For quite some time I have been planning to make Linux my primary work environment. So I setup a Ubuntu – WinXP dual boot machine and have since been gradually trying to make Ubuntu my primary OS. The idea is that by the time people start moving to Windows Vista, I will be on Ubuntu.
Ubuntu is a user friendly flavor of Linux that enjoys great community support through its forums at UbuntuForums.org . Installing Ubuntu is straightforward if you are installing on a new machine. However for a dual boot Windows + Ubuntu installation, you would encounter some steps during installation that are very good at scaring you and making you wonder if you are losing all your Windows data.
Several popular software like Firefox, OpenOffice and Gimp work fine on Ubuntu. OpenOffice and Gimp actually perform better on Ubuntu than on Windows.
However the list of software that won’t install is also quite long.
- Yahoo Messenger 🙁
- Google Talk 🙁
- Google Earth 🙁
- Skype 😐 A basic version is available
- Sea Monkey 🙁
- Opera 😐 Installation through software channel doesn’t work. .bin file works
- WYSIWYG HTML Editors support 🙁
- No Internet Explorer 😐 All web development has to be tested on IE, irrespective of whether you like it or not.
- Sound and Video players 😐 Few options
- FTP client – GFTP which is the most popular is not that good. Filezilla 3 is supposed to work on Linux (currently in beta)
You can use Wine, which is a Windows implementation for Unix. Wine will simulate Windows and a Windows directory structure, tricking the Windows application installer into thinking that it was being installed on a Windows machine. But making applications work by simulating Windows on Linux is no fun, especially if the primary reason you are using Linux is to move away from Windows.
Apart from issues with availability of software, I had some trouble with file sharing between Ubuntu and Windows machines on the same network. Also you can read files from Windows partitions on your machine using Ubuntu, but the driver to write back to the Windows drive is still in beta.
Ubuntu is based on Debian, and to install software on Ubuntu you don’t just download and run installer files. It is recommended that you look for the software in the Ubuntu repositories and install it from the repository. Coming from the Windows world, it takes time to get used to this approach. Also at times you need to add a new repository before you can add a software in that repository. Once you have a basic office machine setup, you would now want to make it a developer machine and get it setup for Java development.
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By default the GCJ Java Virtual Machine is installed with Ubuntu. However for any commercial Java development, you would want to install Sun Java. The Ubuntu repositories take time be updated, so Java 6 isn’t yet available for installation through the repositories. However you can install Sun Java 5. Just find Java 5 in the repositories and install. Ubuntu will handle the download, installation and dependencies.
Note that even after you install Java 5, the JAVA_HOME environment variable doesn’t get set. To set that value you need to execute the following two commands: sudo cp /etc/bash.bashrc /etc/bash.bashrc_backup sudo gedit /etc/bash.bashrc Next append the System-wide Environment Variables at the end of file:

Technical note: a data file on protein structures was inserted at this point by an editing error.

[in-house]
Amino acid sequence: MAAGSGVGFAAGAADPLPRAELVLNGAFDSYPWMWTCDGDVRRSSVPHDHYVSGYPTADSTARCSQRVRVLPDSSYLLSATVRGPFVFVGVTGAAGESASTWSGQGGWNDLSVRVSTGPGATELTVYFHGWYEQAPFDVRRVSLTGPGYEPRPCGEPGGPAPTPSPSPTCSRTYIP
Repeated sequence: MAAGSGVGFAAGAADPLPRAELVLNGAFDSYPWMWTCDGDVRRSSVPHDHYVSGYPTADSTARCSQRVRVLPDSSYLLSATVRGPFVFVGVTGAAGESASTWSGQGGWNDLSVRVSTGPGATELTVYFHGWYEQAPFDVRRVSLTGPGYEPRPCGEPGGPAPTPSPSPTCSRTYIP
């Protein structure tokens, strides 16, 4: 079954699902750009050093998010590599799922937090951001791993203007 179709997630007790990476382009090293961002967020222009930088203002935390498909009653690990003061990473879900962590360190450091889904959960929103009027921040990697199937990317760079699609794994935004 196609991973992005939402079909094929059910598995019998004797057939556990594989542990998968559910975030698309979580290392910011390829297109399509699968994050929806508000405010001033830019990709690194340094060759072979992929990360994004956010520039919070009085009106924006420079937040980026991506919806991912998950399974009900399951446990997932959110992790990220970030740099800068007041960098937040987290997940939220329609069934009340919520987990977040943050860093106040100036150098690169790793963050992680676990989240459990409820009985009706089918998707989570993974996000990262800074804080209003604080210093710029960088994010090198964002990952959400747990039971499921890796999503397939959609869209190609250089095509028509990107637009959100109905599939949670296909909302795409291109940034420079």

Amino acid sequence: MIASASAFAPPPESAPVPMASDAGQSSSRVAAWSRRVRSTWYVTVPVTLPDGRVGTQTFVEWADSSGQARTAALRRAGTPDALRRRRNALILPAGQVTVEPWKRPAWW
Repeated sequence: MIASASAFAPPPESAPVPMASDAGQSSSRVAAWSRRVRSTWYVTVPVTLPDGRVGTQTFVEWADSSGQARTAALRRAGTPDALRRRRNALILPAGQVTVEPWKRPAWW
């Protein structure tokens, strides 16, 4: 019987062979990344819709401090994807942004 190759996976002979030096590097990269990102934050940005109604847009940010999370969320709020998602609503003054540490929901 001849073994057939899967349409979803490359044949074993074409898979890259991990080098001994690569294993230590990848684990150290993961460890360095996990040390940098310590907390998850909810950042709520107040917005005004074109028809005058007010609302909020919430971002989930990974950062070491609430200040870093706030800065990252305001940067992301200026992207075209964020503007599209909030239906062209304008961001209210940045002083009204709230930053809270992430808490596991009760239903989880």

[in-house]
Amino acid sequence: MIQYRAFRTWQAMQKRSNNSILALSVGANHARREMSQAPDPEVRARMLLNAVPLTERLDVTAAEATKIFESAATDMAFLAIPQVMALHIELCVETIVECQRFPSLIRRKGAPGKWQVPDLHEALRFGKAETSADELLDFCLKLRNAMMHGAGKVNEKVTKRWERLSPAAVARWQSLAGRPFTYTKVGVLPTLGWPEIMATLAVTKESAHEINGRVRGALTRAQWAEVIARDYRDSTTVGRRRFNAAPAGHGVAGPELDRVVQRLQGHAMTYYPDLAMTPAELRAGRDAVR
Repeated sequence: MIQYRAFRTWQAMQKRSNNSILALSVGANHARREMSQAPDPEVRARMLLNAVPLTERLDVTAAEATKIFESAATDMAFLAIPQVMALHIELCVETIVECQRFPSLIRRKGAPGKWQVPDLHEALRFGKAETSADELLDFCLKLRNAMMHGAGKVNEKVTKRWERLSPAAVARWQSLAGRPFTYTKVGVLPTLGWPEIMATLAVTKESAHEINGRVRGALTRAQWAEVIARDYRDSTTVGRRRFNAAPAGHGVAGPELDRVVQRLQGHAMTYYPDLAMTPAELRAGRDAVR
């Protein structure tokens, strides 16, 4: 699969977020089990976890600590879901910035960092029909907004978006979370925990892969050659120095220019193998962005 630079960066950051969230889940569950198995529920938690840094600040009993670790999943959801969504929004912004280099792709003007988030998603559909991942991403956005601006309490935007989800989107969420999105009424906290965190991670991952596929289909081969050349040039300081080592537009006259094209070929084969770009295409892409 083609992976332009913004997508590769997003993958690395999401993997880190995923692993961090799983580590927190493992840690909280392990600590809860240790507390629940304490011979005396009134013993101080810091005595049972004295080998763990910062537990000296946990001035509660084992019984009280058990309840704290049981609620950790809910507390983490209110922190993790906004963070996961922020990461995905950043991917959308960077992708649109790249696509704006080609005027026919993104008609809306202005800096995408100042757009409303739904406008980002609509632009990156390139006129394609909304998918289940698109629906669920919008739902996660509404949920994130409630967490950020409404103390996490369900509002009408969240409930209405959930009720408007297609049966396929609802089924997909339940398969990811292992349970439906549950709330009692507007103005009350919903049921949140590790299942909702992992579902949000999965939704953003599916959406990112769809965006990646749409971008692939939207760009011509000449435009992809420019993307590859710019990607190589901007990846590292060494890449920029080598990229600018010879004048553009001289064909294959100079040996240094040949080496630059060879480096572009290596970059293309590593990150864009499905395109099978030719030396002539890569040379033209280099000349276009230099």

Now your JAVA_HOME value is set, but GCJ will still continue to be the default Java installation. To change it to Sun Java, you would have to execute the following command.
sudo update-java-alternatives -s java-1.5.0-sun
Now your Java environment is setup and you can run java and javac using Sun Java on Ubuntu.
Java IDE / Tools
As regards IDE availability. Eclipse was the only IDE I could find in the repositories. The basic Eclipse platform does get installed fine. However I couldn’t install any additional plugins / upgrades. I am not the only one, and similar Eclipse problems on Ubuntu have been logged earlier.
Even after you make Sun Java your default Java installation, Eclipse continues to run using GCJ. To change this, you need to start Eclipse and navigate to Preferences > Java > Installed JRE and add the Sun JRE to the list. In my case GCJ was at /usr/lib/jvm/java-1.4.2-gcj-4.1-188.8.131.52 while Sun JRE was at /usr/lib/jvm/java-1.5.0-sun-1.5.0.08. Select the Sun JRE as default.
However that didn’t fix the upgrades problem for me. I continued to get errors while trying to install plugins for Eclipse.
So that’s where things stand today. I can run Java commands and do some basic stuff, but Ubuntu is certainly not my primary Java development OS. I haven’t ventured into installing application servers and stuff on Ubuntu, but I am not exactly looking forward to the same. I have already come across posts mentioning issues with some app server installations.
I could find a couple of posts talking of NetBeans and JDeveloper usage on Ubuntu. However neither the NetBeans site nor the JDeveloper site have any specific instructions for Ubuntu.
Overall it looks like Ubuntu – Linux is still a long way from being popular amongst Java developers. It does have a lot of good things going for it, but having to put in some extra effort for getting every little Java thing to work as expected, is quite irritating.
For any computer user whose usage is limited to using the web, an office suite, playing music and maybe the occasional game, Ubuntu is ready. You can dump Windows and switch today. But if you are a software developer, especially a Java software developer and are used to development on Windows, migration to Ubuntu is going to be difficult and might not be worth the effort.
I haven’t yet given up on Ubuntu as my primary work OS and I hope to write more about my experiences with setting up other bread and butter Java developer software.
If you know of any Ubuntu – Java success stories, please do write about them in the comments section below.